August 25, 2014
By AOPA Communications staff
August 25, 2014
Contact: Steve Hedges
Association welcomes two new leaders to key roles
Frederick, MD – One of general aviation’s most prominent safety advocates has announced his retirement after 22 years in leadership roles at the Aircraft Owners and Pilots Association (AOPA). As President of the AOPA Foundation and Executive Director of the AOPA Air Safety Institute, Bruce Landsberg has led the Association’s fundraising, charitable, and safety efforts for 22 years. He will continue to serve in an advisory capacity.
“We are grateful to Bruce for his years of unparalleled dedication to general aviation, and are delighted that he has agreed to continue on as our senior safety advisor,” said AOPA President Mark Baker. “We wish Bruce all the best as he begins a new chapter of his life.”
Landsberg will assist with the transition as AOPA welcomes Jim Minow to head the AOPA Foundation and George Perry to lead the Air Safety Institute.
Minow brings 30 years of development experience in the non-profit and charitable world. For the past nine years he has served as chief development officer for Foundation Fighting Blindness. In that role, he oversaw the work of 50 chapters and was responsible for the Foundation’s direct mail, planned giving, marketing, communications, media, Internet, and database departments. Prior to that, he held key positions with Planned Parenthood, People for the American Way, and the Enterprise Foundation. Jim began flying when he was in college and currently owns a Beechcraft Sundowner.
Perry, who has a diverse background in general aviation and military aviation, has spent the past year as director of fleet and special mission aircraft sales for Cirrus Aircraft. Prior to that, he completed a 20-year career in the U.S. Navy as an F-18E squadron commanding officer. During his naval career, Perry held numerous senior aviation safety leadership positions which included: Director, F-14 Tomcat fleet safety programs, Carrier Air Wing 3 and 7 safety director, and F-18E Super Hornet carrier pilot training manager. In addition to being an F-18 and F-14 pilot and instructor, he holds ATP, CFII, and MEI certificates.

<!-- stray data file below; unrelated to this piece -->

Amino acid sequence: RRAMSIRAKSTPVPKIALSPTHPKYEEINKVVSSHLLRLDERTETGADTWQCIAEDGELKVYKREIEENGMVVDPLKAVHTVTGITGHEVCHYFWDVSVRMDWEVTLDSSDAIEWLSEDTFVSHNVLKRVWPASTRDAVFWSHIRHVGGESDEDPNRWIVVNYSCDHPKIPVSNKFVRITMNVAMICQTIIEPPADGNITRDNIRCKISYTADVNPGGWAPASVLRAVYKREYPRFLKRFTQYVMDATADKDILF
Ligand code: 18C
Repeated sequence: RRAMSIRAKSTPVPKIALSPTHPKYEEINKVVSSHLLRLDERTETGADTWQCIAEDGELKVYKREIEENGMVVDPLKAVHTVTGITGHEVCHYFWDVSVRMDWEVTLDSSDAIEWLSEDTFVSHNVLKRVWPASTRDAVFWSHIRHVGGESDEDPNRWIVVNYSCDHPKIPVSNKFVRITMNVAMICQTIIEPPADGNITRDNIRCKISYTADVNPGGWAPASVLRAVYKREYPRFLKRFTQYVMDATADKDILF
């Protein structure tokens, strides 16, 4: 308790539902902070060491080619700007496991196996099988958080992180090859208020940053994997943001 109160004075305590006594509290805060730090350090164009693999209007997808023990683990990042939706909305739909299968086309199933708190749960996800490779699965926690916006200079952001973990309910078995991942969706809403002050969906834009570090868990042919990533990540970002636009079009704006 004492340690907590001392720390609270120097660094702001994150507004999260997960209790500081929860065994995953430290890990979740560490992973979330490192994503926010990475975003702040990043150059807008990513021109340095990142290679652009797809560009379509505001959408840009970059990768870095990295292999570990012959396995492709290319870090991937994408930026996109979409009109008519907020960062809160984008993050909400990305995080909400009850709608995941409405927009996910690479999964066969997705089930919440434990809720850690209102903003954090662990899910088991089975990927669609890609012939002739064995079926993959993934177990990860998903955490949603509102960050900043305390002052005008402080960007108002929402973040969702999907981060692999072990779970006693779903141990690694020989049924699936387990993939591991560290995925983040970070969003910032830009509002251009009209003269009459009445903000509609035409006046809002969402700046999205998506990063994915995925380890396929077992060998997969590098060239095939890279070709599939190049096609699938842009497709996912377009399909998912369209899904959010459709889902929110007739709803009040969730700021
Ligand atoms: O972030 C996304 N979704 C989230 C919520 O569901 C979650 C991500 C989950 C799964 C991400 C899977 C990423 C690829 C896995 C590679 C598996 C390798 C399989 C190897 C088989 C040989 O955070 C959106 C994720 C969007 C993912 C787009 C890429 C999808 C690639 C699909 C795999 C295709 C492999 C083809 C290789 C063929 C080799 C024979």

“We’ve found two very talented leaders to fill these roles,” said Baker. “We look forward working with them as we continue to grow the charitable and safety missions of the AOPA Foundation and the Air Safety Institute.”
Both Minow and Perry will begin transitioning into their new roles in September.
Since 1939, AOPA has protected the freedom to fly for thousands of pilots, aircraft owners and aviation enthusiasts. AOPA is the world’s largest aviation member association, with representatives based in Frederick, Md., Washington, D.C., and seven regions across the United States. AOPA provides member services that range from advocacy at the federal, state, and local levels to legal services, flight planning products, safety programs and award-winning media. To learn more, visit www.aopa.org.- AOPA -
Safety and Education,
As the cold weather chills AOPA’s Headquarters in Frederick, many of us are inside generating new resources for flying clubs.
In my house, every Friday night is “Movie Night.” While the movies are rarely educational (I don’t think I learned anything from the Lego Movie), we look forward to the weekly opportunity to spend time together. Why not use the same concept for your Flying Club (with the addition of education, of course)?
The Aircraft Spotlight feature looks at an airplane type and evaluates it across six areas of particular interest to flying clubs and their members: Operating Cost, Maintenance, Insurability, Training, Cross-Country, and Fun Factor.
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